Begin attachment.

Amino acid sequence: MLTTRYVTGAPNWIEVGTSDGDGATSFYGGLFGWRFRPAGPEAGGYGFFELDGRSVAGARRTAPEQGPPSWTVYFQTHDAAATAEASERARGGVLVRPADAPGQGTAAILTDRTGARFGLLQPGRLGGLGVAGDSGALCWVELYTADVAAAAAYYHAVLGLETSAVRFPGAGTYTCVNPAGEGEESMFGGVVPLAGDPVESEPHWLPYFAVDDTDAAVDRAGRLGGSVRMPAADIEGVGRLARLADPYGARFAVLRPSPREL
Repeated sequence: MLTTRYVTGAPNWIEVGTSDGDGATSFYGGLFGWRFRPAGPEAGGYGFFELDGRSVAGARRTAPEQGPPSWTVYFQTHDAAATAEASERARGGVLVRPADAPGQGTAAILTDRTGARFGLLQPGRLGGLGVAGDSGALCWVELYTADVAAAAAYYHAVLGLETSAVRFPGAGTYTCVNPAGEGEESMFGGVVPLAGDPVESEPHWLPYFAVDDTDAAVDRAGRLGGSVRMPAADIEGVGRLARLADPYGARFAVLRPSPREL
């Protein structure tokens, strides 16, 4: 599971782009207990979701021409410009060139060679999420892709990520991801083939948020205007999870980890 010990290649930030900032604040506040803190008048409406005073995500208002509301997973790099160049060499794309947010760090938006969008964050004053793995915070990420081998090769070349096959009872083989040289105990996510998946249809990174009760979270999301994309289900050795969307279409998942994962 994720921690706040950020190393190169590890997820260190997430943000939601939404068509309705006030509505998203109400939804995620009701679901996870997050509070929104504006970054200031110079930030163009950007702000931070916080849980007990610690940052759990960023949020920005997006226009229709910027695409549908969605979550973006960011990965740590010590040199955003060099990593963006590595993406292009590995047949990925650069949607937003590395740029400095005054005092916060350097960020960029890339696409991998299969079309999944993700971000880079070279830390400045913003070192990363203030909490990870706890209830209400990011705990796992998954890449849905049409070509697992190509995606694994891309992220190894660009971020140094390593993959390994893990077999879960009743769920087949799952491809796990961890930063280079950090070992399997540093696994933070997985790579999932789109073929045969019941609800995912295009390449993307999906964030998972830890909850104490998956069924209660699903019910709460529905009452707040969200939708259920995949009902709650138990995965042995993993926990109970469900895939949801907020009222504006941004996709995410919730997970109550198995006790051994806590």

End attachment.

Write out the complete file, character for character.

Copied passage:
Amino acid sequence: MLTTRYVTGAPNWIEVGTSDGDGATSFYGGLFGWRFRPAGPEAGGYGFFELDGRSVAGARRTAPEQGPPSWTVYFQTHDAAATAEASERARGGVLVRPADAPGQGTAAILTDRTGARFGLLQPGRLGGLGVAGDSGALCWVELYTADVAAAAAYYHAVLGLETSAVRFPGAGTYTCVNPAGEGEESMFGGVVPLAGDPVESEPHWLPYFAVDDTDAAVDRAGRLGGSVRMPAADIEGVGRLARLADPYGARFAVLRPSPREL
Repeated sequence: MLTTRYVTGAPNWIEVGTSDGDGATSFYGGLFGWRFRPAGPEAGGYGFFELDGRSVAGARRTAPEQGPPSWTVYFQTHDAAATAEASERARGGVLVRPADAPGQGTAAILTDRTGARFGLLQPGRLGGLGVAGDSGALCWVELYTADVAAAAAYYHAVLGLETSAVRFPGAGTYTCVNPAGEGEESMFGGVVPLAGDPVESEPHWLPYFAVDDTDAAVDRAGRLGGSVRMPAADIEGVGRLARLADPYGARFAVLRPSPREL
């Protein structure tokens, strides 16, 4: 599971782009207990979701021409410009060139060679999420892709990520991801083939948020205007999870980890 010990290649930030900032604040506040803190008048409406005073995500208002509301997973790099160049060499794309947010760090938006969008964050004053793995915070990420081998090769070349096959009872083989040289105990996510998946249809990174009760979270999301994309289900050795969307279409998942994962 994720921690706040950020190393190169590890997820260190997430943000939601939404068509309705006030509505998203109400939804995620009701679901996870997050509070929104504006970054200031110079930030163009950007702000931070916080849980007990610690940052759990960023949020920005997006226009229709910027695409549908969605979550973006960011990965740590010590040199955003060099990593963006590595993406292009590995047949990925650069949607937003590395740029400095005054005092916060350097960020960029890339696409991998299969079309999944993700971000880079070279830390400045913003070192990363203030909490990870706890209830209400990011705990796992998954890449849905049409070509697992190509995606694994891309992220190894660009971020140094390593993959390994893990077999879960009743769920087949799952491809796990961890930063280079950090070992399997540093696994933070997985790579999932789109073929045969019941609800995912295009390449993307999906964030998972830890909850104490998956069924209660699903019910709460529905009452707040969200939708259920995949009902709650138990995965042995993993926990109970469900895939949801907020009222504006941004996709995410919730997970109550198995006790051994806590």